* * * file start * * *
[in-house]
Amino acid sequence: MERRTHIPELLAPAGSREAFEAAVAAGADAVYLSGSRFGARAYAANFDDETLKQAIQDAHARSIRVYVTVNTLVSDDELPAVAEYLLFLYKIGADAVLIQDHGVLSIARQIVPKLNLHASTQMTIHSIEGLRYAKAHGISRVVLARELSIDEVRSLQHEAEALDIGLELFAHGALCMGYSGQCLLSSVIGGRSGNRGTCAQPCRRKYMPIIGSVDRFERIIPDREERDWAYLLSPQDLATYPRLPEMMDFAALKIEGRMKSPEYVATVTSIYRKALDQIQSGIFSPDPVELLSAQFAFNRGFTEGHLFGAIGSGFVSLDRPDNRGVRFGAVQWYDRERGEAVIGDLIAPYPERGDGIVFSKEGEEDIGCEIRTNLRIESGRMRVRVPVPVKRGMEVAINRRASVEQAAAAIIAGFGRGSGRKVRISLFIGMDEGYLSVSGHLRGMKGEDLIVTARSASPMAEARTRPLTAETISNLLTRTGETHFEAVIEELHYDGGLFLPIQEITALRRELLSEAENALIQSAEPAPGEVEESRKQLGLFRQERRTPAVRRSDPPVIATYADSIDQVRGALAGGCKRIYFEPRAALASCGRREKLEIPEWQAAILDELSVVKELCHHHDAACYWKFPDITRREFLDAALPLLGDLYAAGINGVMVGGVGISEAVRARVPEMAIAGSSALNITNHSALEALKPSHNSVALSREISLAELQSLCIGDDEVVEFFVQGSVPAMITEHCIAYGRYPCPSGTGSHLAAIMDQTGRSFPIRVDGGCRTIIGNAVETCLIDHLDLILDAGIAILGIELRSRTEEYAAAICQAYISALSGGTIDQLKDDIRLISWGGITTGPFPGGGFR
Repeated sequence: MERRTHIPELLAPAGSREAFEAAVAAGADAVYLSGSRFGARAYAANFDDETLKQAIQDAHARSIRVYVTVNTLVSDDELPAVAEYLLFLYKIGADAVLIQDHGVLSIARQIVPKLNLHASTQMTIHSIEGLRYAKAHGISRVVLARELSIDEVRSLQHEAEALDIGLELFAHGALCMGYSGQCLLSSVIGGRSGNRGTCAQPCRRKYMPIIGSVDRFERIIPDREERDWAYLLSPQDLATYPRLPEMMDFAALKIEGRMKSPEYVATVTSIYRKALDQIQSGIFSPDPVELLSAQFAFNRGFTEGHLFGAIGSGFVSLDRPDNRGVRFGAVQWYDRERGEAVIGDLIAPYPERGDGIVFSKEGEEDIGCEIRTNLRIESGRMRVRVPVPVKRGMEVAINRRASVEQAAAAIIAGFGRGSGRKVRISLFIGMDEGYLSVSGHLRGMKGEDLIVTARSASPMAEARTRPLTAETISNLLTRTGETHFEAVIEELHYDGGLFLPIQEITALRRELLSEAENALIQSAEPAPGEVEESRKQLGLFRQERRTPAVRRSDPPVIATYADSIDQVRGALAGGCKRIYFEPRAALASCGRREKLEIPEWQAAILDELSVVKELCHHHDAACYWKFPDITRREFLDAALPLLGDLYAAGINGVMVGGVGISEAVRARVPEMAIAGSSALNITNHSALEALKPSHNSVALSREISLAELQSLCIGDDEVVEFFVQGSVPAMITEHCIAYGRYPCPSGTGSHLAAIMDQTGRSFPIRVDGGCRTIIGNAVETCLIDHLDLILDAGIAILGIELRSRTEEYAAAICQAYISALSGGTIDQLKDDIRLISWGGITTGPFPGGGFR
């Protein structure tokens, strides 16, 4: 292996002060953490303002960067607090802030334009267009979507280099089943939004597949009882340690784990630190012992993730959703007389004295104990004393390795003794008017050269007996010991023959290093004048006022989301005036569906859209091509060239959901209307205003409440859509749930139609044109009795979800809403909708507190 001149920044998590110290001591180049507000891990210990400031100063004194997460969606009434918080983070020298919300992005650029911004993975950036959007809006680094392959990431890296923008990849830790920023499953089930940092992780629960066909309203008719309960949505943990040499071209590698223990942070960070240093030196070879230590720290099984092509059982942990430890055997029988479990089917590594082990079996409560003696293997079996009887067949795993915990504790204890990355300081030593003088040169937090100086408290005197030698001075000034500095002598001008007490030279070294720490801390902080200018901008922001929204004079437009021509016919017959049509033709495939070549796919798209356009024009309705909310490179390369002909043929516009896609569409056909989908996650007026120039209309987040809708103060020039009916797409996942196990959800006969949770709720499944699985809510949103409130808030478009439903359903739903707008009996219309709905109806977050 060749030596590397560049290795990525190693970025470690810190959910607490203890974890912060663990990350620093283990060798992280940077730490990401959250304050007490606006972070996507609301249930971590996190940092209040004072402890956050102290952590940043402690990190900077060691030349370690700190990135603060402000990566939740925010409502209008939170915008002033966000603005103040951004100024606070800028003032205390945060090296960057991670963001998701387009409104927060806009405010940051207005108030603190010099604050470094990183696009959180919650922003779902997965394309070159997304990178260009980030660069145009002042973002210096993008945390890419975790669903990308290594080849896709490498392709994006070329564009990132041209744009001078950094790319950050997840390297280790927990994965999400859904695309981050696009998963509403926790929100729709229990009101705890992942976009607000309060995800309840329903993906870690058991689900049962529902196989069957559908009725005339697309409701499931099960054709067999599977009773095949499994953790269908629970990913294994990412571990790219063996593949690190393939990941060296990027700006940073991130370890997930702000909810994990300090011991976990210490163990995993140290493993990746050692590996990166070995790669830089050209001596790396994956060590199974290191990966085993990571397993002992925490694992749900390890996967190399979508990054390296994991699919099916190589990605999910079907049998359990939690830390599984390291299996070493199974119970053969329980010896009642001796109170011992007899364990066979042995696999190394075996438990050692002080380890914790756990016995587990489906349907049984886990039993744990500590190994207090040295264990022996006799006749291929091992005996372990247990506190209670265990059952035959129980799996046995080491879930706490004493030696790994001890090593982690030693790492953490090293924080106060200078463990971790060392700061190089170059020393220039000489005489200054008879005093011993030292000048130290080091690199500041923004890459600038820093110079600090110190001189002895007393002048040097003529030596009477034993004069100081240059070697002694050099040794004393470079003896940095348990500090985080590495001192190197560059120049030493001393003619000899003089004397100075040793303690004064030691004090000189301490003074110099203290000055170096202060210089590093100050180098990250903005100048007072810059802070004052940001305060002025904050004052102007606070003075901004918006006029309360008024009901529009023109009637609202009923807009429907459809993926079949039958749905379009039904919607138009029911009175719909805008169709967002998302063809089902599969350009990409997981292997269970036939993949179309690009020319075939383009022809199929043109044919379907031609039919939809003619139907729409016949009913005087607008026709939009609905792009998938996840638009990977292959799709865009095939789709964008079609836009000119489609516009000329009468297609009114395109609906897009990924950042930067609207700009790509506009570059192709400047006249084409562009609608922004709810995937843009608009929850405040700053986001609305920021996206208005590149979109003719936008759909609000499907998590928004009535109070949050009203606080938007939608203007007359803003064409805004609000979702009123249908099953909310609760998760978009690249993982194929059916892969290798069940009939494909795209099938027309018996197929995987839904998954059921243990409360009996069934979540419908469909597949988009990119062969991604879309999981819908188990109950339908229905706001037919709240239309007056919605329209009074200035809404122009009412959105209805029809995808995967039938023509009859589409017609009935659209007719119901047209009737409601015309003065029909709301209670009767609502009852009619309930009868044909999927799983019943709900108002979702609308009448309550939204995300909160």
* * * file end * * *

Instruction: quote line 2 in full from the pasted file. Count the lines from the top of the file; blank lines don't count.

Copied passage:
Amino acid sequence: MERRTHIPELLAPAGSREAFEAAVAAGADAVYLSGSRFGARAYAANFDDETLKQAIQDAHARSIRVYVTVNTLVSDDELPAVAEYLLFLYKIGADAVLIQDHGVLSIARQIVPKLNLHASTQMTIHSIEGLRYAKAHGISRVVLARELSIDEVRSLQHEAEALDIGLELFAHGALCMGYSGQCLLSSVIGGRSGNRGTCAQPCRRKYMPIIGSVDRFERIIPDREERDWAYLLSPQDLATYPRLPEMMDFAALKIEGRMKSPEYVATVTSIYRKALDQIQSGIFSPDPVELLSAQFAFNRGFTEGHLFGAIGSGFVSLDRPDNRGVRFGAVQWYDRERGEAVIGDLIAPYPERGDGIVFSKEGEEDIGCEIRTNLRIESGRMRVRVPVPVKRGMEVAINRRASVEQAAAAIIAGFGRGSGRKVRISLFIGMDEGYLSVSGHLRGMKGEDLIVTARSASPMAEARTRPLTAETISNLLTRTGETHFEAVIEELHYDGGLFLPIQEITALRRELLSEAENALIQSAEPAPGEVEESRKQLGLFRQERRTPAVRRSDPPVIATYADSIDQVRGALAGGCKRIYFEPRAALASCGRREKLEIPEWQAAILDELSVVKELCHHHDAACYWKFPDITRREFLDAALPLLGDLYAAGINGVMVGGVGISEAVRARVPEMAIAGSSALNITNHSALEALKPSHNSVALSREISLAELQSLCIGDDEVVEFFVQGSVPAMITEHCIAYGRYPCPSGTGSHLAAIMDQTGRSFPIRVDGGCRTIIGNAVETCLIDHLDLILDAGIAILGIELRSRTEEYAAAICQAYISALSGGTIDQLKDDIRLISWGGITTGPFPGGGFR